The Russia Crypto Relationship Hits Another Snag
Dictators don’t like cryptocurrency. We’ve seen examples of this in China… And then more of this in China. As India clamps down on critics of its government, it is approaching something like a dictatorship. And it isn’t too keen on crypto either. The latest example of this appears to be an impending Russia crypto ban.
News of the Russia central bank’s move to seek a crypto ban sent the crypto markets downward. In this headline-driven market, any semblance of bad news can be enough to spook investors. And that’s exactly what we have here.
As headlines circulated about the Russia crypto ban, Bitcoin dropped more than 6%. Ethereum fell close to 9%. And Litecoin and Solana saw similar dips.
If you’ve been a crypto investor for more than a couple of weeks, you should know this is far from a sky-is-falling moment. If anything, a single digit price swing should feel quaint. But there is reason to keep a close eye on how this potential Russian crypto ban unfolds.
What We Know So Far About the Russia Crypto Ban
The Russian central bank wants to ban the ability to invest in crypto in Russia. In a statement, the bank cited cryptocurrencies as being a risk to financial stability in the country. This is especially noteworthy because it comes on the heels of Federal Reserve Chairman Jerome Powell saying the exact opposite.
But beyond the two entities not seeing eye-to-eye on crypto, the Russia crypto ban does sound like it’s gaining traction. The Russia central bank’s position is seen as a “complete rejection” of all cryptocurrencies. And it is evidentially in talks with experts about how to unravel a possible ban. We wonder if Chinese President Xi Jinping or Indian Prime Minster Narendra Modi have been consulted yet?
One notable exception to the Russian plan is that it sounds like the proposed law would only prevent future crypto purchases. Any crypto bought before the law is enacted could continue to be held. What’s uncertain is whether it would be legal to sell in the future.
It’s also worth noting that Russia has waffled a bit on the topic of cryptocurrencies. In 2020, the Russian government gave crypto legal status. That said, the Russian government has also stated (several times over) that cryptocurrencies can be used for money laundering purposes and finance terrorism. Good thing neither of those things happened before the advent of cryptocurrencies…
Why This Is Happening Now
Keep in mind, this is merely a hypothesis, but the timeline of a Russia crypto ban does make sense. Realistically, it will probably take a couple of months in order to outline exactly how the central bank will go about taking crypto off investors’ table in Russia.
Merely coincidentally, we’re sure, Russia plans on having a prototype of its digital ruble in early 2022. And it’s no secret that governments – especially dictatorships – don’t like competition. That played no small part in China’s crypto banning efforts. It began to crack down on crypto mining and investing not long after the People’s Bank of China unveiled its digital yuan.
The legislation proposed to ban crypto in India also had a provision that introduced the ability for the Reserve Bank of India to introduce its own digital currency. Shocking, ain’t it? It’s almost as if these governments are following a playbook about consolidating control and power. But of the three countries moving towards a ban, the Russia crypto ban gets top marks so far. That’s just because it looks as though it will ban crypto investing before it introduces a digital currency of its own. And that’s just good dictatoring!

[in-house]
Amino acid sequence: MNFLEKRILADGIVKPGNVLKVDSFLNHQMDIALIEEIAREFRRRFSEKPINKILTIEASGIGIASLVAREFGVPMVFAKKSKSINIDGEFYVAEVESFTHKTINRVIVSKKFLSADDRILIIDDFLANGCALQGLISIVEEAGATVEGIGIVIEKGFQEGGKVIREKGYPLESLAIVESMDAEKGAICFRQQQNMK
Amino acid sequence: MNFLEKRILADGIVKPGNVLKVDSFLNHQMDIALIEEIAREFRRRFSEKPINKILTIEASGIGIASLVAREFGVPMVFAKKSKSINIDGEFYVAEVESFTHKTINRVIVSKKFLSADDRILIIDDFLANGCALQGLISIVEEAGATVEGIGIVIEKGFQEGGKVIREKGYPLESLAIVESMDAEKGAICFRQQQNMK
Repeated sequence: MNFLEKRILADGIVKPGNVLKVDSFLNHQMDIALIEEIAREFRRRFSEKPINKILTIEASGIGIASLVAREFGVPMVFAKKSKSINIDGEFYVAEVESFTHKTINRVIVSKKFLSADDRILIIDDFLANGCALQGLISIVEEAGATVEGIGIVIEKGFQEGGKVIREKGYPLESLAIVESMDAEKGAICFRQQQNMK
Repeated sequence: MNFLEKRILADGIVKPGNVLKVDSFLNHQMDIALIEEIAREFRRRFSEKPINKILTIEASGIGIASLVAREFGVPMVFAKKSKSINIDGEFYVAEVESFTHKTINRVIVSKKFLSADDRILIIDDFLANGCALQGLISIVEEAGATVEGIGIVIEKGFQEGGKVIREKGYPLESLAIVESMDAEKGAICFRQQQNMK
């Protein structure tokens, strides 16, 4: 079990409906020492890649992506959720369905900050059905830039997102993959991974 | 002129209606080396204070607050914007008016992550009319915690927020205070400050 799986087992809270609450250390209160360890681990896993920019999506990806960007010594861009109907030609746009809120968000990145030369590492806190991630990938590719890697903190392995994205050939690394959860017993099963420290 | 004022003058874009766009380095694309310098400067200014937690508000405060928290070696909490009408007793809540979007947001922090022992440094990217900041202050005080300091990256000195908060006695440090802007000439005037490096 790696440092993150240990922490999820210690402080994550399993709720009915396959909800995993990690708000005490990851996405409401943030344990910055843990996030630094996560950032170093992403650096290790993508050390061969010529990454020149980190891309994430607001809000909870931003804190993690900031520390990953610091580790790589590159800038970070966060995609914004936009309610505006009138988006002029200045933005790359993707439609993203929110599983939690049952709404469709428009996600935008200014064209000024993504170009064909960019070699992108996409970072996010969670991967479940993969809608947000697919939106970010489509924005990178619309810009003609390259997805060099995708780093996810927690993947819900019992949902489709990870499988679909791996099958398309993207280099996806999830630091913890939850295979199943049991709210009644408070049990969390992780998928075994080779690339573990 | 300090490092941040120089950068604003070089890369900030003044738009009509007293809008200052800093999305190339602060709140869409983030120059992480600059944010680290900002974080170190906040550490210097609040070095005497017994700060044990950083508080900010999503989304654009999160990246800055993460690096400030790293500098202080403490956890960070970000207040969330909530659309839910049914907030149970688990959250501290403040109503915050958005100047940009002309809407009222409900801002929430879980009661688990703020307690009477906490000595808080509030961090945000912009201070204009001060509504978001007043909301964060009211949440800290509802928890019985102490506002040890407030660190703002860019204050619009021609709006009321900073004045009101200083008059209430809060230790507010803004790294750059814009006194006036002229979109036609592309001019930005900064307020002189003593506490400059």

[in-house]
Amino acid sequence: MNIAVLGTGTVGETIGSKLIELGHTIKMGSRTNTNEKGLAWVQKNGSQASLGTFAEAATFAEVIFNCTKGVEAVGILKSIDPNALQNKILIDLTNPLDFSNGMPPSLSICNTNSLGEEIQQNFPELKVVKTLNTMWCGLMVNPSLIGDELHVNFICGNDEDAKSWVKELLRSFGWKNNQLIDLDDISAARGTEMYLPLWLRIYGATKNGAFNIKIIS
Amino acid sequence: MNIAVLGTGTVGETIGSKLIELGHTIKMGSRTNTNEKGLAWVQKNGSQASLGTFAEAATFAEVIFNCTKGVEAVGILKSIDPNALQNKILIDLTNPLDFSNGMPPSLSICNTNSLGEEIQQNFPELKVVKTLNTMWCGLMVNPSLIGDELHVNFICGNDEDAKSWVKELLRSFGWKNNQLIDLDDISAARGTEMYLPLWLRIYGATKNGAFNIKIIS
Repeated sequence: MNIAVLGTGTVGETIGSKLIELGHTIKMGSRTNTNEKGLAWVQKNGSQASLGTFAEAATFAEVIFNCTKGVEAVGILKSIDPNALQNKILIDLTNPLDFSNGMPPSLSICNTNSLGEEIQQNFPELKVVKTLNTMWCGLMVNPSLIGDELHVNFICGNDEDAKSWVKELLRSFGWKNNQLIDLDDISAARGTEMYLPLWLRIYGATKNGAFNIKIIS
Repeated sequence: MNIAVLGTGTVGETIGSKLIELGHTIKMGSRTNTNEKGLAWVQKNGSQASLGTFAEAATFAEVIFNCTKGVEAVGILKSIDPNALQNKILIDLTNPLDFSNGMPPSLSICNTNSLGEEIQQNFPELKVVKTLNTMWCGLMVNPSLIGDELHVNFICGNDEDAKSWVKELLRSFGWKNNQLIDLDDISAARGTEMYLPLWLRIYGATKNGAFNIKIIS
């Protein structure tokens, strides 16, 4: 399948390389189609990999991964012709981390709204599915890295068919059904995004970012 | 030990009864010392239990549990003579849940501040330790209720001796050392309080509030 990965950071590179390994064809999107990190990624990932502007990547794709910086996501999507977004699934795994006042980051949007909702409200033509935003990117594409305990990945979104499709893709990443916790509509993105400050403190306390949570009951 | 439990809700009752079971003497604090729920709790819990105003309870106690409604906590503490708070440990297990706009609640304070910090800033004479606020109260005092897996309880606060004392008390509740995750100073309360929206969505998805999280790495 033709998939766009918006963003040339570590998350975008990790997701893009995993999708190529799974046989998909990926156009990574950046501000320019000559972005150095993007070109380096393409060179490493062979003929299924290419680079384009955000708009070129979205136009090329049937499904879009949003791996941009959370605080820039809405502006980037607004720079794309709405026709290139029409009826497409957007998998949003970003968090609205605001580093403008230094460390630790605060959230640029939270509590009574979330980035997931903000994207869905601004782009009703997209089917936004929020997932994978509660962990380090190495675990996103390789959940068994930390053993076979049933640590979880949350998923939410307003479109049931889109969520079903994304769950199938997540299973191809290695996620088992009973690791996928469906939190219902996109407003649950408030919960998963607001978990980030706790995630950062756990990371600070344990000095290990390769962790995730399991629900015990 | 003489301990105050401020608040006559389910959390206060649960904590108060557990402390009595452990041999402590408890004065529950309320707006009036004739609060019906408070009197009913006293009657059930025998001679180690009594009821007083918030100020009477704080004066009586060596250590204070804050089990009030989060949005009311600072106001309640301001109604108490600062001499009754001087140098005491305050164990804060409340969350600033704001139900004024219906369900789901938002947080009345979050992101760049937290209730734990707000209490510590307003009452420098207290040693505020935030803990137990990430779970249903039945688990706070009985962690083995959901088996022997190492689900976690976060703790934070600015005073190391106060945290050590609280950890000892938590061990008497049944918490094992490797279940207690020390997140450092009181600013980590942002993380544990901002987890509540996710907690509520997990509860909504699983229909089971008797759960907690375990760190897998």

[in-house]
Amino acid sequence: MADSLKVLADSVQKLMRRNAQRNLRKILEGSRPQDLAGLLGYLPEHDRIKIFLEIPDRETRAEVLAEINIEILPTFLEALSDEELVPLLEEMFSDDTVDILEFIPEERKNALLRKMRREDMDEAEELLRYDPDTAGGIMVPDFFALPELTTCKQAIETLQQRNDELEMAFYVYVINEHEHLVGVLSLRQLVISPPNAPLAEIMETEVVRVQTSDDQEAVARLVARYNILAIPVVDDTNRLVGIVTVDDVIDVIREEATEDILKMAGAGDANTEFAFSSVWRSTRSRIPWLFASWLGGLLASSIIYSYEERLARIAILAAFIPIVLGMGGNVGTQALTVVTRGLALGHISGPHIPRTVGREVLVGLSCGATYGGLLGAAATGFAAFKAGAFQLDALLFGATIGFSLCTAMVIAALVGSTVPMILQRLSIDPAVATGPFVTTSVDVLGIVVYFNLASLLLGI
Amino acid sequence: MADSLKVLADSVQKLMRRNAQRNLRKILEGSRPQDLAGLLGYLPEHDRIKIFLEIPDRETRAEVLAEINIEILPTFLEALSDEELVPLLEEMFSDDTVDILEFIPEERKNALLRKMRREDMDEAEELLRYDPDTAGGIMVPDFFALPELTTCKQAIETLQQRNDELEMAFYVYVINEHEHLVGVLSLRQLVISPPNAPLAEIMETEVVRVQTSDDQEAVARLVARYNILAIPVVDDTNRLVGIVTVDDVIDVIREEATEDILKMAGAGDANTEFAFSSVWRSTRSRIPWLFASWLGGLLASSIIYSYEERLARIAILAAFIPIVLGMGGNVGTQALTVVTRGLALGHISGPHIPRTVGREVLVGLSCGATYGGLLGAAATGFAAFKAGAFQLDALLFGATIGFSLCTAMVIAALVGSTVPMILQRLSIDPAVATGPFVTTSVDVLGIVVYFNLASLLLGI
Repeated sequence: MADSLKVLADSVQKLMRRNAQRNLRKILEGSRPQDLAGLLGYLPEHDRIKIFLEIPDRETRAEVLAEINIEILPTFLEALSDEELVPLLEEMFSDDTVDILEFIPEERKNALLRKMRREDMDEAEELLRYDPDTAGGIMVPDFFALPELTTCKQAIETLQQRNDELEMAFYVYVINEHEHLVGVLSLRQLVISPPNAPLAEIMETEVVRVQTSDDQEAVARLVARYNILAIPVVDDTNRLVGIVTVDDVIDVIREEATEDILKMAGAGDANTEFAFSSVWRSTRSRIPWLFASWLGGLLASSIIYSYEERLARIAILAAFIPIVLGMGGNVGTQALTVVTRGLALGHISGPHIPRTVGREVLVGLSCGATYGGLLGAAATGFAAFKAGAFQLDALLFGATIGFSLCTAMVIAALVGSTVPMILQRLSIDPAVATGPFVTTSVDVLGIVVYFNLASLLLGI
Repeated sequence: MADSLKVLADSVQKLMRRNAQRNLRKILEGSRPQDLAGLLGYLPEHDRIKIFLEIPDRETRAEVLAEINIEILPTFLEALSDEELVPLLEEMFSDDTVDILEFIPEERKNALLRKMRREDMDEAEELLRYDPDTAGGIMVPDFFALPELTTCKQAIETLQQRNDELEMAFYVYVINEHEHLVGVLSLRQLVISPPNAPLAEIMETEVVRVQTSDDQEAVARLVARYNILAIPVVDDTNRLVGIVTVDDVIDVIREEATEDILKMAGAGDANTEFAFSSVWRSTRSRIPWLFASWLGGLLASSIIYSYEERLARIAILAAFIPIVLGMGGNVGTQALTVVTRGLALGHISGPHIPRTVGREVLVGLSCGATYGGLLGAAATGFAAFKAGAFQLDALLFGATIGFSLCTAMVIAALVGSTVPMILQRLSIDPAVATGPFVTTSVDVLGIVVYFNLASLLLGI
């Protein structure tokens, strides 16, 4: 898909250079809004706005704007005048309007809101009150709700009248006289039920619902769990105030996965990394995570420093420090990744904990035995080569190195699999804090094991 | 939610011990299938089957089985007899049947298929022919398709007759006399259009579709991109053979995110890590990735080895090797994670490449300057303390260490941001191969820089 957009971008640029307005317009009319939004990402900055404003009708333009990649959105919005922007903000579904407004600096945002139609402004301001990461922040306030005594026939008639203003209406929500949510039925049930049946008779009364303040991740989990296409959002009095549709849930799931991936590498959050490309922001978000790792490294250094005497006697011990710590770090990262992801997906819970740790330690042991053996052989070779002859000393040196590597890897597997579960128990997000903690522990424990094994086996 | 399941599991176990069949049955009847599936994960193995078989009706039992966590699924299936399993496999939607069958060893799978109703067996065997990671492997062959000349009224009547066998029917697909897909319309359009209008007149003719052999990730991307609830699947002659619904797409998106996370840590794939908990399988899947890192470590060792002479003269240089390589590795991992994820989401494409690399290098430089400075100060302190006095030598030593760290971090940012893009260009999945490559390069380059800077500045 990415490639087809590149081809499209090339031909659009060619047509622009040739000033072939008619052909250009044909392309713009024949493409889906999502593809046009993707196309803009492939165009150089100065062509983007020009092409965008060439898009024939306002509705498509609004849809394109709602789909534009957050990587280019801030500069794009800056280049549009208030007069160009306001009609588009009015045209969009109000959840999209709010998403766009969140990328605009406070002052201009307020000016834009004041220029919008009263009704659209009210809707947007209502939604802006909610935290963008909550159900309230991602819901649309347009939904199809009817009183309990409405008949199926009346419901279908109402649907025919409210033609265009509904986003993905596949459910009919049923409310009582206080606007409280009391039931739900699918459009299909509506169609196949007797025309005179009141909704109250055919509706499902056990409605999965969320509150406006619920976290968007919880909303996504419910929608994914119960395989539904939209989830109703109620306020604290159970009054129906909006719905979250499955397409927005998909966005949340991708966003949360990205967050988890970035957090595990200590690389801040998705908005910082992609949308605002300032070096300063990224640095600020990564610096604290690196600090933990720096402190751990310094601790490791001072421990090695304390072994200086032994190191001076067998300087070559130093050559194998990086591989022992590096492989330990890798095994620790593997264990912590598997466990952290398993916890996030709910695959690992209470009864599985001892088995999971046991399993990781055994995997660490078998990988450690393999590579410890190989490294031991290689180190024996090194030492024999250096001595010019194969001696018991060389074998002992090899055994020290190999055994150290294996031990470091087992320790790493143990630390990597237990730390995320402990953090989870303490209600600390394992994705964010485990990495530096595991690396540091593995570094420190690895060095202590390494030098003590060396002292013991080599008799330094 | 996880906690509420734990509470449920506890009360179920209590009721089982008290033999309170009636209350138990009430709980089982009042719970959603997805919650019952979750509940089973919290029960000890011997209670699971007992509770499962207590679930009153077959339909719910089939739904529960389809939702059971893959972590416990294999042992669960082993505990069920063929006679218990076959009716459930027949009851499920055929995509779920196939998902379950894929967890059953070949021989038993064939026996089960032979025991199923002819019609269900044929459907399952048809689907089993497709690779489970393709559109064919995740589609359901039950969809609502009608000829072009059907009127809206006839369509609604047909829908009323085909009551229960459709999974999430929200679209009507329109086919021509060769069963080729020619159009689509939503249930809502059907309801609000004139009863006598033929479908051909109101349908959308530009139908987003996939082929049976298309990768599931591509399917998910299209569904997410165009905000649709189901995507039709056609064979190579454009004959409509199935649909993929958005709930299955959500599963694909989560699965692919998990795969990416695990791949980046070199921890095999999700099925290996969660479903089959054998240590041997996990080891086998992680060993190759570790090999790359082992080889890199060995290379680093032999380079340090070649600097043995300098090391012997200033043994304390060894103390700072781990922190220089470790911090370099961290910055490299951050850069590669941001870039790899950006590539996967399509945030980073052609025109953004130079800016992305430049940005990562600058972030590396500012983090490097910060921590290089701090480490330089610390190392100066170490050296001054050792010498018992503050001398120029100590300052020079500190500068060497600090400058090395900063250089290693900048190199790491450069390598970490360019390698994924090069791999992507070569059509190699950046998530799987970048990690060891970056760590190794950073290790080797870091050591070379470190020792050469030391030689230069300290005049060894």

Why a Russia Crypto Ban Shouldn’t Worry Investors
Cryptocurrency is pretty popular in Russia. More Russians are investing in crypto than regular stocks or gold. But it turns out, that’s not saying much. Roughly 11.9% of Russians own some type of crypto. But keep in mind, this includes every kid picking up the latest memecoin.
The highest percentage of crypto holders by far belong to the 25-34 age range. The old money in Russia with the power to actually sway the markets haven’t shown much interest in crypto anyway. So if/when an actual Russia crypto ban goes into effect, we’re likely to see the same effect that took place this week. A fair amount of folks sold the news. Some of them probably live in Russia. And they don’t want an angry Vladimir Putin coming after their crypto wallet.
But for every country banning crypto, there are other counties adopting it at a breakneck pace. In Central and Southern Asia, Latin America and Africa, peer-to-peer payment platforms are more common than centralized banking. Crypto has caught on in a big way in Vietnam, Pakistan and Kenya. In fact, crypto adoption is up 880% in the past year. And of course there’s, El Salvador, which adopted Bitcoin as its preferred denomination. Some major economies like China and Russia backing away from crypto. But growing adoption should be more than enough to offset any long-term downward pressure these bans will have on crypto values.
About Matthew Makowski
Matthew Makowski is a senior research analyst and writer at Investment U. He has been studying and writing about the markets for 20 years. Equally comfortable identifying value stocks as he is discounts in the crypto markets, Matthew began mining Bitcoin in 2011 and has since honed his focus on the cryptocurrency markets as a whole. He is a graduate of Rutgers University and lives in Colorado with his dogs Dorito and Pretzel.